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Home arrow News arrow Local News arrow Elk Creek water sample had much higher level of crypto


Elk Creek water sample had much higher level of crypto

A 10-liter water sample taken Sunday from Elk Creek, one of several sources Baker City taps from its watershed, contained 913 cryptosporidium oocysts, a much higher number than any previous sample test reported, Michelle Owen, the city's public works director, said Thursday.


Seven water samples collected on July 31— none of them directly from Elk Creek — contained from zero to three oocysts.

Owen said that as soon as city officials learned Wednesday morning about the test results from Elk Creek, workers shut off the diversion, blocking water from that creek from entering the city's distribution system.

The city had been using Elk Creek water, along with water from several other sources, for several weeks, Owen said. 

Owen said she is somewhat perplexed, then, because the July 31 water samples, all but one of which could have contained some Elk Creek water, since water from multiple sources mix in the pipelines before they reach the city's reservoir where chlorine is added, contained no more than three oocysts.

That suggests that a considerable amount of dilution occurs as water from a single source, such as Elk Creek, flows through miles of pipeline and is mixed with other sources, she said.

The vastly larger number of crypto oocysts in the Elk Creek water sample adds to the mystery about the source of the contamination that has sickened an estimated 300 to 400 people, according to Mark Bennett, a Baker County commissioner.

Owen said Jake Jones, the city's watershed manager, inspected the area around the Elk Creek diversion both on July 31 and again Wednesday morning, and neither time did he find any evidence that cattle had been in the area.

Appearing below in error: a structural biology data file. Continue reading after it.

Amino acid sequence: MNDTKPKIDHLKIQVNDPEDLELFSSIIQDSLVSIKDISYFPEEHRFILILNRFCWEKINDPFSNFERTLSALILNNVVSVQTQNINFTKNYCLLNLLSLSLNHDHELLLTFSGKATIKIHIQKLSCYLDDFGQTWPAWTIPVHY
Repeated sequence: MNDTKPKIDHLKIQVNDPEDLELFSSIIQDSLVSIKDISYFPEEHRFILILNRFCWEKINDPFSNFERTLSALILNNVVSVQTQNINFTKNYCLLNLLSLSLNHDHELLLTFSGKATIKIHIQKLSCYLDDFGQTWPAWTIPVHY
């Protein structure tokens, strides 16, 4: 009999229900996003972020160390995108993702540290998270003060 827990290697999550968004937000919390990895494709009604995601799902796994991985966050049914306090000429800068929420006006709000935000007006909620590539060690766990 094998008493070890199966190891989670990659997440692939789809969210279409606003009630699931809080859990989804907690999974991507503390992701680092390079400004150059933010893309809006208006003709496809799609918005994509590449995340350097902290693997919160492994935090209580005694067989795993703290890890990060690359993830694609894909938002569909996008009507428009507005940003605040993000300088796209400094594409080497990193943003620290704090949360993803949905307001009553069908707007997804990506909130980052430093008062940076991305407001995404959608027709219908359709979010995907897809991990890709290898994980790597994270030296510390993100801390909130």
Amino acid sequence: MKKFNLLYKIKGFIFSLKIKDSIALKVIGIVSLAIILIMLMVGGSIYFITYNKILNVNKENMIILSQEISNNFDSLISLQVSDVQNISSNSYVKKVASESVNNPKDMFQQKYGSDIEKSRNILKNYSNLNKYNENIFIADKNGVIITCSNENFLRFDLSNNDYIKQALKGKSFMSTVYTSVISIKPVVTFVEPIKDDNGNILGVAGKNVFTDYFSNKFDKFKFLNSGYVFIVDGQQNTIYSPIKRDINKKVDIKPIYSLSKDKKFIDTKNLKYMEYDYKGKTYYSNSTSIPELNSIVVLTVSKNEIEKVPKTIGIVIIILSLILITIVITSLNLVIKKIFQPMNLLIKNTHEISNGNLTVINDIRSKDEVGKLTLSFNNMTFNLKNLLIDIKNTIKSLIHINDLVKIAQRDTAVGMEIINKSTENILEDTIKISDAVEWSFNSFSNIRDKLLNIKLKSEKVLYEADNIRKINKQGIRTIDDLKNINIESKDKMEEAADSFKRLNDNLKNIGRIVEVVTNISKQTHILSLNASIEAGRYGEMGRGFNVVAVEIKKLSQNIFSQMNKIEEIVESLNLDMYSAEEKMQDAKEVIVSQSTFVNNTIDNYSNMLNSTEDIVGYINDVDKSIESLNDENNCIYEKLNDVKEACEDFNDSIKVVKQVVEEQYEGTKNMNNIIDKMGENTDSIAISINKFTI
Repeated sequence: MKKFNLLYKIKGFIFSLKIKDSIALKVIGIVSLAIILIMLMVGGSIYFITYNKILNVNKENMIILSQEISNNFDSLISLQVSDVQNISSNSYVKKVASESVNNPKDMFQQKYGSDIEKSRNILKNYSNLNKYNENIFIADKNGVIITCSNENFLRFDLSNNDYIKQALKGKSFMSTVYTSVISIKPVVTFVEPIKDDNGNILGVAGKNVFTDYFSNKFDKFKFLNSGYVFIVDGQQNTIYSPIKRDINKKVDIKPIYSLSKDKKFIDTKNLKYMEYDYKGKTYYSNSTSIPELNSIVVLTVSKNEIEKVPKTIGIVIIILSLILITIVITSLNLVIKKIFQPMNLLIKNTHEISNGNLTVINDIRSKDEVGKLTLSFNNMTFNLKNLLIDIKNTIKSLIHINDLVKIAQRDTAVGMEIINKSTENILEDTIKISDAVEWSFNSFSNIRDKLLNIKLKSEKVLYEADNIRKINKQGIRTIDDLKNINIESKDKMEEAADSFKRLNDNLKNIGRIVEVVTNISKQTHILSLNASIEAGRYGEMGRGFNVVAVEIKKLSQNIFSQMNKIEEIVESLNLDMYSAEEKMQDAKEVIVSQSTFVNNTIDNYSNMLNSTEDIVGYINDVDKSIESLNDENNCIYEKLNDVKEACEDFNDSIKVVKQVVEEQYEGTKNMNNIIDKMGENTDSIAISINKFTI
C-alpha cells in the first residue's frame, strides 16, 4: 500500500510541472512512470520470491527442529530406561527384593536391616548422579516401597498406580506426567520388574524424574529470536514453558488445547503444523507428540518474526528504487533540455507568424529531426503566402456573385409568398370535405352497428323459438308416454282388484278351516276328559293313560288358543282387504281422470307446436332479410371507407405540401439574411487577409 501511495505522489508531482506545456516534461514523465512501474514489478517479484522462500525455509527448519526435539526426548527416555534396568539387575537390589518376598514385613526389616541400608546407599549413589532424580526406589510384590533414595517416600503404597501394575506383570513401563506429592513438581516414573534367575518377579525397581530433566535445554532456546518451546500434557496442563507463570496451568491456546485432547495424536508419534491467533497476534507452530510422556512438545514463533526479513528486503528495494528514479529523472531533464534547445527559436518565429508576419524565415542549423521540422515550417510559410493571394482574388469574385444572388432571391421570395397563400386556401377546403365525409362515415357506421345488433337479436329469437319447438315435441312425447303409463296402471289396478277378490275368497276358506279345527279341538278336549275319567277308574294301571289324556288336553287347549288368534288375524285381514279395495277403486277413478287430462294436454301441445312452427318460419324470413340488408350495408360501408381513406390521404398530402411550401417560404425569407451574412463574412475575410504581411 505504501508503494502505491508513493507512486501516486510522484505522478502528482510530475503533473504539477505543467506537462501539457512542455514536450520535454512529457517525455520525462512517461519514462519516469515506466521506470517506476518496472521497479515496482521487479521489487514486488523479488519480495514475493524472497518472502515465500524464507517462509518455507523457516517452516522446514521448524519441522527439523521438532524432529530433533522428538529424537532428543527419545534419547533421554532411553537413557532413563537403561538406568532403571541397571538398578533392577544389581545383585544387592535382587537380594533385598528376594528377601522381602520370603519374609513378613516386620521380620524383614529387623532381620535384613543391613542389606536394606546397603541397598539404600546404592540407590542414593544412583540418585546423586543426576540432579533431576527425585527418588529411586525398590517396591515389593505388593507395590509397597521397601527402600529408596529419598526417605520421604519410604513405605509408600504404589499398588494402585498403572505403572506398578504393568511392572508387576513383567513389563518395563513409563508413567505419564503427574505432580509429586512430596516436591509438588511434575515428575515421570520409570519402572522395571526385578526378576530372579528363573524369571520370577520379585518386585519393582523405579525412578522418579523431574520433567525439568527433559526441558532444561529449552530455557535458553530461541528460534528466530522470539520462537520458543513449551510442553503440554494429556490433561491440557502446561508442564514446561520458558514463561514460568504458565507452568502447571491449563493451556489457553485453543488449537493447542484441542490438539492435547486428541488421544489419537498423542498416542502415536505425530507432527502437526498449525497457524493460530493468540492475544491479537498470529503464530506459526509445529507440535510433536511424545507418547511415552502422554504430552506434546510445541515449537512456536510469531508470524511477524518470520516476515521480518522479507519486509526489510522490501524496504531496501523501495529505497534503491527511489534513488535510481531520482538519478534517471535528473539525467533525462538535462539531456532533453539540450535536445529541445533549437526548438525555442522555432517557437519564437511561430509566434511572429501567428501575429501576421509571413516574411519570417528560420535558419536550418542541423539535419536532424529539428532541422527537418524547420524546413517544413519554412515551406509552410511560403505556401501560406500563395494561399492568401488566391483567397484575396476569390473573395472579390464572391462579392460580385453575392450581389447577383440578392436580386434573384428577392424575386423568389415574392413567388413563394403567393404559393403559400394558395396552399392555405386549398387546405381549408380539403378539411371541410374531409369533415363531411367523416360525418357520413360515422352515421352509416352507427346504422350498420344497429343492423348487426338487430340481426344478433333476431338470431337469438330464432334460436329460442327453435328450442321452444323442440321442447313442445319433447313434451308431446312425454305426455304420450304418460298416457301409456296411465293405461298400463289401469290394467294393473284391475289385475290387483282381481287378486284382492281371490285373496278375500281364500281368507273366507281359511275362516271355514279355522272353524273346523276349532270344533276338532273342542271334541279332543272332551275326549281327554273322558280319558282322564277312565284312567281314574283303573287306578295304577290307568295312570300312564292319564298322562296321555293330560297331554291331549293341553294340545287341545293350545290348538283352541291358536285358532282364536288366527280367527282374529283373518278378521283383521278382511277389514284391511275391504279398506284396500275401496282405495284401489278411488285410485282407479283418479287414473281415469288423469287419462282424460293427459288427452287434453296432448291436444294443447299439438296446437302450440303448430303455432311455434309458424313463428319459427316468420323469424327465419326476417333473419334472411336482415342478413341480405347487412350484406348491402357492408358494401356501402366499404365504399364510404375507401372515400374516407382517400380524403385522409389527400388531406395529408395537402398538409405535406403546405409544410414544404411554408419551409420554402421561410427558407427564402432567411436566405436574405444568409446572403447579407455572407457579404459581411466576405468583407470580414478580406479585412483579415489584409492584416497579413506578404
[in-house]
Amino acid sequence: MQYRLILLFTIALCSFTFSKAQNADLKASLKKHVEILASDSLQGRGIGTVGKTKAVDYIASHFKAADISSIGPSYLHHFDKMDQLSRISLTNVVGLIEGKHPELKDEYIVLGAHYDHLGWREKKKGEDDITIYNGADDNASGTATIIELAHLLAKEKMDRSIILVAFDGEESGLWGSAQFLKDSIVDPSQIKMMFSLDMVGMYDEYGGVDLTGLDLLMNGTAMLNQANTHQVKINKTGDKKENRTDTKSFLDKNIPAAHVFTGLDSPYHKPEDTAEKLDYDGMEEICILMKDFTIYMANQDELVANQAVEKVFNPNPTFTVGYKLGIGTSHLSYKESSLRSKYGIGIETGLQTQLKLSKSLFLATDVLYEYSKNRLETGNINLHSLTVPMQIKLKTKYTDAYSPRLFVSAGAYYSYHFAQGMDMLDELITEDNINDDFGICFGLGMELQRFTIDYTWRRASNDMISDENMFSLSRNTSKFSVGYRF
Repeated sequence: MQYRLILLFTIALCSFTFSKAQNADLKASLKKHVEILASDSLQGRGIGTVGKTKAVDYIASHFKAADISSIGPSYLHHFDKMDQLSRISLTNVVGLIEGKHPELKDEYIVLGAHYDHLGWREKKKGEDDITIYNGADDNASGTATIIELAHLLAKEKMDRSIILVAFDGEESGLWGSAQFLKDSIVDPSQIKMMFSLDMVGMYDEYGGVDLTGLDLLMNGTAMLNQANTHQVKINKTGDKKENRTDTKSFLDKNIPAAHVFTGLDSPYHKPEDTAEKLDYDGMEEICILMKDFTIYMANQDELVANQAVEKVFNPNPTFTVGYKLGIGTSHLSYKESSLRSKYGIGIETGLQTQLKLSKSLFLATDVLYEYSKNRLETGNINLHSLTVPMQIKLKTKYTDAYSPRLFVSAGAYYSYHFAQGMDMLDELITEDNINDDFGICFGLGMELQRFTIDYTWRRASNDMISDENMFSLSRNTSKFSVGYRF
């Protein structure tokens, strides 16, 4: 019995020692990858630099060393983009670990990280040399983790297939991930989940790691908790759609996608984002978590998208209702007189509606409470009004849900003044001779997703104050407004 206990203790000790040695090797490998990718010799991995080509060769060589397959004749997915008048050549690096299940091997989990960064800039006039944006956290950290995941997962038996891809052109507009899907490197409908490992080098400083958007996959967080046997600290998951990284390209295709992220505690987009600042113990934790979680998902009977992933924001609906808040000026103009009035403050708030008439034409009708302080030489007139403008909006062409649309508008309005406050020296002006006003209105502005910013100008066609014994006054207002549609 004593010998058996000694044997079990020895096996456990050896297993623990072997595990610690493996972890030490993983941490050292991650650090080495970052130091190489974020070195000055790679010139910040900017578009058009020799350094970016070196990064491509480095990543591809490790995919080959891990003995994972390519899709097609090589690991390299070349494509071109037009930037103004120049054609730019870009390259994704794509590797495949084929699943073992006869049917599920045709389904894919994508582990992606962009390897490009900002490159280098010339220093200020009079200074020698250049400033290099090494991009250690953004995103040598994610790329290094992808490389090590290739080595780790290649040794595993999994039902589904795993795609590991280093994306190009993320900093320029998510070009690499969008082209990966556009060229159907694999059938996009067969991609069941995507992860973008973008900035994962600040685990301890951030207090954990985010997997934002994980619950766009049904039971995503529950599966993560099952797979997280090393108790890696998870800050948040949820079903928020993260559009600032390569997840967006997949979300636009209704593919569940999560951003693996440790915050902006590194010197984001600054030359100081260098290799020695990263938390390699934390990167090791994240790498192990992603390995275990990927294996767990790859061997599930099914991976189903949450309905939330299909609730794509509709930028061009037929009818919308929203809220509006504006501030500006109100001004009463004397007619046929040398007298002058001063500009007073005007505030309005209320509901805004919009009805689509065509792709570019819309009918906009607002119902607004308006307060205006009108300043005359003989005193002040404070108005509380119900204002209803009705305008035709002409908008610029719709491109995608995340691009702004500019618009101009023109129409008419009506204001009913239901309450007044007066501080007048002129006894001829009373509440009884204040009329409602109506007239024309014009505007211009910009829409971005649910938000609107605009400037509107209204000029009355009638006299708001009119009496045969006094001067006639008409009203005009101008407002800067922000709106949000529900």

Cattle are a known carrier of crypto.

Elk can also spread the parasite through their feces, and Owen said a herd of about 50 elk is known to roam the upper part of the Elk Creek drainage, upstream from the site where the city diverts water from the creek into its pipeline. 

City and state officials have said that the most plausible theory of a source is feces from a herd of mountain goats that lives near Goodrich Reservoir, another source of city water.

A water sample taken at Goodrich Reservoir on July 31 contained two crypto oocysts.

A sample taken from the Goodrich water pipeline on Sunday contained no oocysts, Owen said.

The city has not brought any Goodrich water into the distribution system since July 31.

Taking Elk Creek offline adds to the city's concerns about having a sufficient water supply, Owen said.

Elk Creek is not a major source of water in late summer because its flow diminishes considerably by now.

Results from other water samples taken Sunday include: Marble Springs, the city's well, Salmon Creek, all 0 oocysts; Little Mill Creek, one oocyst; and Mill Creek, two oocysts.

Most of the water drawn from the city's well actually originated as surface water from streams in the mountains.

The city received a license from the state several years ago allowing it to pump as much as 200 million gallons of surface water each year into the well, between Nov. 1 and June 15, and then pump the water back to the surface during summer, when demand increases and streamflows diminish. 


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